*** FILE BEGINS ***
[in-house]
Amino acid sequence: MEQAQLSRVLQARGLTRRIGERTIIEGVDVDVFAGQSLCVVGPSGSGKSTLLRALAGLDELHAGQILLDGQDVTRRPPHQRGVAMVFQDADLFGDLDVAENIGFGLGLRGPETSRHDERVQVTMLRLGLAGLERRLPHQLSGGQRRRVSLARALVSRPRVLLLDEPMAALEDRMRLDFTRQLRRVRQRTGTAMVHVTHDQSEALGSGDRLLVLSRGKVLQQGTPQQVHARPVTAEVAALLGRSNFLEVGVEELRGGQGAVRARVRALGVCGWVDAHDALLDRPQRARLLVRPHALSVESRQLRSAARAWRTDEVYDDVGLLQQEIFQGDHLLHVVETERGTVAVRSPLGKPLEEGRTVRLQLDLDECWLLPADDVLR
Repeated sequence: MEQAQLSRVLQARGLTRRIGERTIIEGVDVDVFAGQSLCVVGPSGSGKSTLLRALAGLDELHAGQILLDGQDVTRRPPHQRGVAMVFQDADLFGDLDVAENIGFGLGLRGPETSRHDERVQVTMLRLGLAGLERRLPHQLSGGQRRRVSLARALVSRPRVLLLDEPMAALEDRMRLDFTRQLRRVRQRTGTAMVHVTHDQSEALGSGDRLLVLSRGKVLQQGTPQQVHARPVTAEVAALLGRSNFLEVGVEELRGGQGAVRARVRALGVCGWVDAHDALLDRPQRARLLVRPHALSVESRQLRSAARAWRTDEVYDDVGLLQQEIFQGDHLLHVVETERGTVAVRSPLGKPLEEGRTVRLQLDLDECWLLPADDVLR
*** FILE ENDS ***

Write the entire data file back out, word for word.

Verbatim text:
[in-house]
Amino acid sequence: MEQAQLSRVLQARGLTRRIGERTIIEGVDVDVFAGQSLCVVGPSGSGKSTLLRALAGLDELHAGQILLDGQDVTRRPPHQRGVAMVFQDADLFGDLDVAENIGFGLGLRGPETSRHDERVQVTMLRLGLAGLERRLPHQLSGGQRRRVSLARALVSRPRVLLLDEPMAALEDRMRLDFTRQLRRVRQRTGTAMVHVTHDQSEALGSGDRLLVLSRGKVLQQGTPQQVHARPVTAEVAALLGRSNFLEVGVEELRGGQGAVRARVRALGVCGWVDAHDALLDRPQRARLLVRPHALSVESRQLRSAARAWRTDEVYDDVGLLQQEIFQGDHLLHVVETERGTVAVRSPLGKPLEEGRTVRLQLDLDECWLLPADDVLR
Repeated sequence: MEQAQLSRVLQARGLTRRIGERTIIEGVDVDVFAGQSLCVVGPSGSGKSTLLRALAGLDELHAGQILLDGQDVTRRPPHQRGVAMVFQDADLFGDLDVAENIGFGLGLRGPETSRHDERVQVTMLRLGLAGLERRLPHQLSGGQRRRVSLARALVSRPRVLLLDEPMAALEDRMRLDFTRQLRRVRQRTGTAMVHVTHDQSEALGSGDRLLVLSRGKVLQQGTPQQVHARPVTAEVAALLGRSNFLEVGVEELRGGQGAVRARVRALGVCGWVDAHDALLDRPQRARLLVRPHALSVESRQLRSAARAWRTDEVYDDVGLLQQEIFQGDHLLHVVETERGTVAVRSPLGKPLEEGRTVRLQLDLDECWLLPADDVLR